Making Gift Giving Easier

Last time, we looked at the importance of segmenting your data when creating a renewal mailing or acquisition. Now, let's jump to the most essential part of the direct mail package, and I am talking about something other than the letter. The crucial part is your reply device or devices. Yes, there are more than one reply device in your mailing, some virtual, but one is physical and tucked into the letter: your reply envelope. There are two types: complimentary envelopes and business reply envelopes.

The Complimentary envelope, typically a number 9 envelope, bears the organization's return address and requires a stamp for mailing.

The Business Reply envelope(BRE) is also a number 9 envelope, but it does not only have the return address but also does not need a stamp. 

I am a great proppnent of the BRE. Your appeal needs one  -  because how many postage stamps do you have readily available? We are already asking the donor to write a check or fill in their credit card info, and now we want them to find a postage stamp! Well, it just doesn't happen that much. Your appeal is put to the side until "I find a stamp." Acstamp that rarely appears.

As I see it, our direct mail job is to remove as many obstacles as possible between the donor and the gift. The large text means it can be read without glasses, and the prefilled name and address mean less for me to fill in. Finally, the donor can just put the envelope in the mail without looking for a stamp.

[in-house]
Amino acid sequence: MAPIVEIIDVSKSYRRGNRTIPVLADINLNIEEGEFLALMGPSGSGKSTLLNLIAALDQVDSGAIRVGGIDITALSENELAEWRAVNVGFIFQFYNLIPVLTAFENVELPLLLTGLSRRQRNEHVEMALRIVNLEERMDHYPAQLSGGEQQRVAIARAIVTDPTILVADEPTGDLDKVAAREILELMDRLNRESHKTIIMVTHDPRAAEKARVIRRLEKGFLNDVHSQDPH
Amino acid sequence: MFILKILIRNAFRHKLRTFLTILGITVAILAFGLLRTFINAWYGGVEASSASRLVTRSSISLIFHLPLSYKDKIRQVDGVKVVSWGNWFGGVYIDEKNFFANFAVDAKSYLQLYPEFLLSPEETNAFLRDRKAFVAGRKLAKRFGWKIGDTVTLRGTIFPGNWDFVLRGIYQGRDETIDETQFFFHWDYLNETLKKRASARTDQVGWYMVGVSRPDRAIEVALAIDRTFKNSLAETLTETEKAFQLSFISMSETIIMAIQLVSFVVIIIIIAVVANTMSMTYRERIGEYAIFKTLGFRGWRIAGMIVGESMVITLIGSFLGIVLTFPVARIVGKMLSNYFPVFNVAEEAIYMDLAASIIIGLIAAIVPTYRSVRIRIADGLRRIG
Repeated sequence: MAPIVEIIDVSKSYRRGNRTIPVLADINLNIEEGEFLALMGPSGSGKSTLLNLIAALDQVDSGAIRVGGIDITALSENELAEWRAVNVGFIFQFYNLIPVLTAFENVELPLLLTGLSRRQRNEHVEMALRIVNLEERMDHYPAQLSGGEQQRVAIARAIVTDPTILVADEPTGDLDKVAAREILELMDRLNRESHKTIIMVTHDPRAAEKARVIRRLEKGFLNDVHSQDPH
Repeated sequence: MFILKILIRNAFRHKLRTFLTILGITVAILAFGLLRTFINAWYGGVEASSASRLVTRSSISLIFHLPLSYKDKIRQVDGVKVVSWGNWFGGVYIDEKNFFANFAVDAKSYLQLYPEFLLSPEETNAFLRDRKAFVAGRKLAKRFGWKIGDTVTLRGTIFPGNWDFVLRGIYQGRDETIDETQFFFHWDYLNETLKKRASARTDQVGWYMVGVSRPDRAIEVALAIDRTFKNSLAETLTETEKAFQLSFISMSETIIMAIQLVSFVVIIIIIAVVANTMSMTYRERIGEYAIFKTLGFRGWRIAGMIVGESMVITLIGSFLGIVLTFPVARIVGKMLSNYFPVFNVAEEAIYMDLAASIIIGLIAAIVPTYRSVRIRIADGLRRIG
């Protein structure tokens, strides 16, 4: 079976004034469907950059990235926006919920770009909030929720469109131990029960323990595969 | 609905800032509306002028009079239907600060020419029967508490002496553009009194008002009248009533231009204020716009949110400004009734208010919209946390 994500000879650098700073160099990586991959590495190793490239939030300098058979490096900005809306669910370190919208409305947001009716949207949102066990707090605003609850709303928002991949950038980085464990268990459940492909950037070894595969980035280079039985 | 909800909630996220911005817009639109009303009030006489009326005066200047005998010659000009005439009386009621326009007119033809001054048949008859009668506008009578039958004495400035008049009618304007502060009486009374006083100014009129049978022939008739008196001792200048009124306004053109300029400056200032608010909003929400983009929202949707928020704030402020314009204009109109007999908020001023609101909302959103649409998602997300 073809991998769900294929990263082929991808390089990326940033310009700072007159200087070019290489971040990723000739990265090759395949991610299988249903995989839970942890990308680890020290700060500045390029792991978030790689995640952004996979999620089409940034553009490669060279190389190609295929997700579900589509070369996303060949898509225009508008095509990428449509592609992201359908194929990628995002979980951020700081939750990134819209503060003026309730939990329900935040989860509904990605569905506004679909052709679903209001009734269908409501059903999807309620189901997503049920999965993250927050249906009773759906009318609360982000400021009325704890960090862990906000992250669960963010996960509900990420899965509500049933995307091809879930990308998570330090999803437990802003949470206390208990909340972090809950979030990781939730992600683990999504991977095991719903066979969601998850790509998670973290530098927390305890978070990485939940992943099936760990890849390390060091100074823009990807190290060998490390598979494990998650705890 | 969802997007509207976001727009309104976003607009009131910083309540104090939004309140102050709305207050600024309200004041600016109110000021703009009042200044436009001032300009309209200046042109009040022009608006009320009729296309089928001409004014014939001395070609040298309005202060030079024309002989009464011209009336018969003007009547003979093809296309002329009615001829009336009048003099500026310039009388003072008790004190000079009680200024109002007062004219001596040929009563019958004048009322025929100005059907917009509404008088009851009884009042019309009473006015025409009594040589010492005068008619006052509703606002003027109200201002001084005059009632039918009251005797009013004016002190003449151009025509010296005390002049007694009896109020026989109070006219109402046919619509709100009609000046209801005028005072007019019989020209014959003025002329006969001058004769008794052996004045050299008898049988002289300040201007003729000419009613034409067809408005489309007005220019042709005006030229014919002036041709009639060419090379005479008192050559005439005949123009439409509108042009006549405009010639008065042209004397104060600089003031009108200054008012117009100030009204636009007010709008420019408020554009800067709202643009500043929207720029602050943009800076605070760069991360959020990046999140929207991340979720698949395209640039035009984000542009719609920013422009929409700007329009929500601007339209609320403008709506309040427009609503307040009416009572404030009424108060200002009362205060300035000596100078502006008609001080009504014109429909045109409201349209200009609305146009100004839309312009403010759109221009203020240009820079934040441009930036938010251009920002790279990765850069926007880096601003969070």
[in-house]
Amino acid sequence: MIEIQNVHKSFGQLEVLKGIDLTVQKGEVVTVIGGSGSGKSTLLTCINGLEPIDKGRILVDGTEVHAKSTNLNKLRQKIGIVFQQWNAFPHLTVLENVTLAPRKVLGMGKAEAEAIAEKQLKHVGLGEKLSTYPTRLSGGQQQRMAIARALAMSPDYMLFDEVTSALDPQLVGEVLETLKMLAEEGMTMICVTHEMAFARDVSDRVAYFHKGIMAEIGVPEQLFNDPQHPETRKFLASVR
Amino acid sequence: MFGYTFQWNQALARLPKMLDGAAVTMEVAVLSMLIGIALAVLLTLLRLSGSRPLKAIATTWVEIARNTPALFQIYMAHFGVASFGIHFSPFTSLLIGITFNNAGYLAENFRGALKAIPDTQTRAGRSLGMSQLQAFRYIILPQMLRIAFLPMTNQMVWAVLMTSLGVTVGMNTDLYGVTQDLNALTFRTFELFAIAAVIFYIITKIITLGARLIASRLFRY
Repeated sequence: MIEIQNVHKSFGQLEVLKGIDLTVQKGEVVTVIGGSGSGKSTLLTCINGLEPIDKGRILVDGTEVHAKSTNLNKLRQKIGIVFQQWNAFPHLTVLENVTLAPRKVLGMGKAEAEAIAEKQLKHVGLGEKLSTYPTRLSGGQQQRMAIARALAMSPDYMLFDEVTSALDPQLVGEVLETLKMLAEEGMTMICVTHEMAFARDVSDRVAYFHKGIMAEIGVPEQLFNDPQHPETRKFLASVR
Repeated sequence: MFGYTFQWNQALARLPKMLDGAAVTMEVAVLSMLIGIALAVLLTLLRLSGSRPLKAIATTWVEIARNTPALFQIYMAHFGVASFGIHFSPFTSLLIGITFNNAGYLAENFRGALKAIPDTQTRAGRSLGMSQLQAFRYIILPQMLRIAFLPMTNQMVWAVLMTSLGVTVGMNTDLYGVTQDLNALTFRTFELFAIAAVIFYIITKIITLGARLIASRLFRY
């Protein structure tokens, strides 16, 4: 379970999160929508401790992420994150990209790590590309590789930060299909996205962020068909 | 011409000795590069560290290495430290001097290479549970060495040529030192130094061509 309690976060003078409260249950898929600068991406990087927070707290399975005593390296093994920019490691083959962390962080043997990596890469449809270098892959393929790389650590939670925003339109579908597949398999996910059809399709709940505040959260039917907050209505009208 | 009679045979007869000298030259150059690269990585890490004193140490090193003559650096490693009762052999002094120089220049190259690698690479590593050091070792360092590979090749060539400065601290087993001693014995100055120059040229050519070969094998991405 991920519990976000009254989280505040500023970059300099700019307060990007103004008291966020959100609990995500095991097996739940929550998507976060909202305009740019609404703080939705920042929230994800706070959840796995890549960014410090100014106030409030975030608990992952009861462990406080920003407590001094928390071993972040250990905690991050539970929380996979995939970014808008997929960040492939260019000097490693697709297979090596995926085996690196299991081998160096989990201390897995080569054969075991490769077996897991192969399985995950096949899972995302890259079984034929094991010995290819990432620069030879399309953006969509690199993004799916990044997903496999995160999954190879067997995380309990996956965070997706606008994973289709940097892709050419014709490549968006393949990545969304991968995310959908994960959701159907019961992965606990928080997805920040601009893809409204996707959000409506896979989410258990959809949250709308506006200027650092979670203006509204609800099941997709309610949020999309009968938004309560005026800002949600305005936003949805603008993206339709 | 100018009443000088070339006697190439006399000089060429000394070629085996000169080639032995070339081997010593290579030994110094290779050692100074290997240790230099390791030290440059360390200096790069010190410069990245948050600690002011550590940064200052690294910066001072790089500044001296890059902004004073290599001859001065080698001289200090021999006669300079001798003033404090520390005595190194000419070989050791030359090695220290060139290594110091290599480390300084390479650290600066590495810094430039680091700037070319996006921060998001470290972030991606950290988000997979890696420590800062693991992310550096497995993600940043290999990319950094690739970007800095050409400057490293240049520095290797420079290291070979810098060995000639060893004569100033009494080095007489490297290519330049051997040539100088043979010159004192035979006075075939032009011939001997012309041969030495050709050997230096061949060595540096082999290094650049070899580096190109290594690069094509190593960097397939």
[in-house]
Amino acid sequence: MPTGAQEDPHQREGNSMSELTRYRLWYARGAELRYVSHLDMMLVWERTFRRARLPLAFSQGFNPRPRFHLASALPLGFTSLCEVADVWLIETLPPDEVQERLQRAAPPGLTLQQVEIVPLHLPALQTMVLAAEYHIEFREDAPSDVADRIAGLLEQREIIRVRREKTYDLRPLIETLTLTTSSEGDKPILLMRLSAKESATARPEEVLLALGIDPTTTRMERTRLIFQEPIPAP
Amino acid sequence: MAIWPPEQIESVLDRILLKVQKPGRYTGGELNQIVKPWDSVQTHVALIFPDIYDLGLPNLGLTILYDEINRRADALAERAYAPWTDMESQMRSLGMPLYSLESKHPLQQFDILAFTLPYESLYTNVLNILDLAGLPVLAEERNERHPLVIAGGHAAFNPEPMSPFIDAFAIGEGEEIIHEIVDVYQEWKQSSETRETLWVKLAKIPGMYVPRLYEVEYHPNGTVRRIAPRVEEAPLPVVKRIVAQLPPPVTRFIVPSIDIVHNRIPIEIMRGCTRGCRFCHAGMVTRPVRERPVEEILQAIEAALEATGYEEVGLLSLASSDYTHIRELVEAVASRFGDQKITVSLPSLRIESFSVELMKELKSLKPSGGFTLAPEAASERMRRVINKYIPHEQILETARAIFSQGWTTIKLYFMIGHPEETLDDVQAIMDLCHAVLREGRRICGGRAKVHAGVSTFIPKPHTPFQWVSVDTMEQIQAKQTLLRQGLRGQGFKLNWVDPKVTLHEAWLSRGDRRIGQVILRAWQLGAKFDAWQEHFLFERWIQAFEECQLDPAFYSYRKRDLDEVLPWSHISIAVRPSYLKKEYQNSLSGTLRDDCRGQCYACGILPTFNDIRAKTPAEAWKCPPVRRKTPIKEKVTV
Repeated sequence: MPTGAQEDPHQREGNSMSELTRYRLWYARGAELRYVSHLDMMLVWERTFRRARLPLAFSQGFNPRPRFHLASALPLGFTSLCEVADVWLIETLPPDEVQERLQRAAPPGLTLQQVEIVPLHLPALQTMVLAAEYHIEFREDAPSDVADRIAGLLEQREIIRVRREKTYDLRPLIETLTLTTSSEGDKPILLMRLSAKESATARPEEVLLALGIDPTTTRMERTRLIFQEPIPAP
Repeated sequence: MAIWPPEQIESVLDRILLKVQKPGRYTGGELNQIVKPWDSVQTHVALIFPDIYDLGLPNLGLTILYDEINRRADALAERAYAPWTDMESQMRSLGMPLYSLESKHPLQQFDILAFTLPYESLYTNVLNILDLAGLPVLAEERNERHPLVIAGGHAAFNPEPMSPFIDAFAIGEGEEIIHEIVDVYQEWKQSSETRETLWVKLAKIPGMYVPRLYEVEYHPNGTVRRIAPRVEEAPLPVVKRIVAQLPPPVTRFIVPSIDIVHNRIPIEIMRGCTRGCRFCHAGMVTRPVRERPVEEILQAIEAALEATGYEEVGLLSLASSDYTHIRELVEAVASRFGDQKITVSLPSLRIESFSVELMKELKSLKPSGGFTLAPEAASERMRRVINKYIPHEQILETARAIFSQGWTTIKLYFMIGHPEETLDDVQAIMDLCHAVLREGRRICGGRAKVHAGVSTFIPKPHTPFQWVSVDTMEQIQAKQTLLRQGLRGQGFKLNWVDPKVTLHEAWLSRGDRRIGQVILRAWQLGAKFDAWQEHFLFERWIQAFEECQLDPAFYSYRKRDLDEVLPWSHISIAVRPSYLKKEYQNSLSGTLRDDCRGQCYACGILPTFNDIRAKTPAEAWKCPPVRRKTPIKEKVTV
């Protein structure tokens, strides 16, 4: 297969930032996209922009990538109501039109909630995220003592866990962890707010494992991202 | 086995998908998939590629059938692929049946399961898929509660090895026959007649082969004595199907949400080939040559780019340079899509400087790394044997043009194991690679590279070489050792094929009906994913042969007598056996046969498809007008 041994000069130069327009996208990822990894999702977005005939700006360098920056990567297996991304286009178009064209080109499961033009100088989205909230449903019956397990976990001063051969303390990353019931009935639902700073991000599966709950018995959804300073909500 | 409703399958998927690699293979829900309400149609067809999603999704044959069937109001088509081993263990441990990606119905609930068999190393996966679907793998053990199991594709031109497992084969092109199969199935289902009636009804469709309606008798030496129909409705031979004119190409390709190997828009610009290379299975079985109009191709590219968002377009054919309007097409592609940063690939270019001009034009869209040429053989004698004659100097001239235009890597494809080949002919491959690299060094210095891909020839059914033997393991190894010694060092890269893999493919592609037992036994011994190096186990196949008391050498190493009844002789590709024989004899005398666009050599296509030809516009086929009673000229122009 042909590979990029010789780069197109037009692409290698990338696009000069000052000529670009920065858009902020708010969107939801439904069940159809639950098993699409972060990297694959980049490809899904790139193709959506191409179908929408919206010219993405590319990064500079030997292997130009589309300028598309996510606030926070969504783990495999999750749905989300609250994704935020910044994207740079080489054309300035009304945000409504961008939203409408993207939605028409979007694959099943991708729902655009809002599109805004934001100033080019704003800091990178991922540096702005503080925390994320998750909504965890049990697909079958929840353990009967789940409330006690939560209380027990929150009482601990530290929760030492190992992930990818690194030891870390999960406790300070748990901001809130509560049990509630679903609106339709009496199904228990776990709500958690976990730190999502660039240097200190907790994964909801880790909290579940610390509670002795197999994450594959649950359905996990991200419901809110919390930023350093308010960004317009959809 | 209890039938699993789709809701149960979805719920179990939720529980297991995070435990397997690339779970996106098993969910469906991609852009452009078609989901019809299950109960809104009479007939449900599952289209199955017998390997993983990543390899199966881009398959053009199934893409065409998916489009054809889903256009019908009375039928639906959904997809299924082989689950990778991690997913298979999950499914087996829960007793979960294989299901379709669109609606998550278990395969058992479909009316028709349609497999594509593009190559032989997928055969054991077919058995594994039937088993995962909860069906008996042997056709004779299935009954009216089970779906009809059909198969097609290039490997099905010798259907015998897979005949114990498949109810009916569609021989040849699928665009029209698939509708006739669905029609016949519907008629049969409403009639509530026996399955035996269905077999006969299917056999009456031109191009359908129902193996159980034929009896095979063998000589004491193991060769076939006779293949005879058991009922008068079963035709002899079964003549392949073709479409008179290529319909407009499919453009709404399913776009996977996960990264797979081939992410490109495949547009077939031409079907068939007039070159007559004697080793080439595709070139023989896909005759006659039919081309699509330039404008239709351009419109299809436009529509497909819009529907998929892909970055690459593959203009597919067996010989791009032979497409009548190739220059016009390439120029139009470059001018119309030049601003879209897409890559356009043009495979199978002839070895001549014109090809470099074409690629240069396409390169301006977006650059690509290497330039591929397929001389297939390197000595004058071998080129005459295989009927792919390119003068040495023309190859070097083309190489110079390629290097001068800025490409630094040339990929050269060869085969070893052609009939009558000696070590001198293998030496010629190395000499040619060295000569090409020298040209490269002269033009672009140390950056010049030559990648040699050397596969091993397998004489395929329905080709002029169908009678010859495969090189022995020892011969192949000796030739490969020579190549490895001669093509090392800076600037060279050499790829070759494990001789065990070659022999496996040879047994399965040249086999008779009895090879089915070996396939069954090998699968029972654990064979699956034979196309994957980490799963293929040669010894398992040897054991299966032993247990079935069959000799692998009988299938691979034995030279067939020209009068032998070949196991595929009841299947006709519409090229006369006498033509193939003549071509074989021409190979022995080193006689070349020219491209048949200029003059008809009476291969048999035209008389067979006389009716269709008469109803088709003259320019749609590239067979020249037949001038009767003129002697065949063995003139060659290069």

Some people will go to your website, and some will use the QR code, but a significant number will use the reply device and the enclosed envelope. Shouldn't the envelope help, not hurt, your return rate?

For the last few months, I have focused on what I consider significant issues we face as fundraisers. I am returning to some basic techniques for writing direct mail appeal letters.

There are genuinely some basics I like to follow: 

  1. Write a two-page letter. I have heard people suggest a four-page letter, but I think that is extreme. Also, the back page does not have to be completely filled.
  2. White space is your friend. A text-heavy letter, no matter how well written, will not be successful in most cases.
  3. The type should be no smaller than 14-points.  You can even use some 16-point or larger text for emphasis.
  4. Emphasis is your friend. Selectively use larger text,  bolding,  italics, and highlighting,  but be thoughtful about the use.  
  5. Finally, remember that the prospective donor does not know your organization as well as you do. So, write at a sixth or seventh-grade level. Tell a SINGLE story. Yes, your organization has a lot of cool stuff, but your reader only cares about some of the things you are doing. Pick a single story with a positive angle.

It is imperative that you solicit donors regularly with pieces that are similar in appearance.

Finally, your reply device should be the most important part of the mailing. It should include multiple ways for people to donate. I am a great believer in Business Reply Mail envelopes. This type does not require the donor to hunt around their home or briefcase for a postage stamp. They simply write a check or add their Credit card info and drop it in the mail.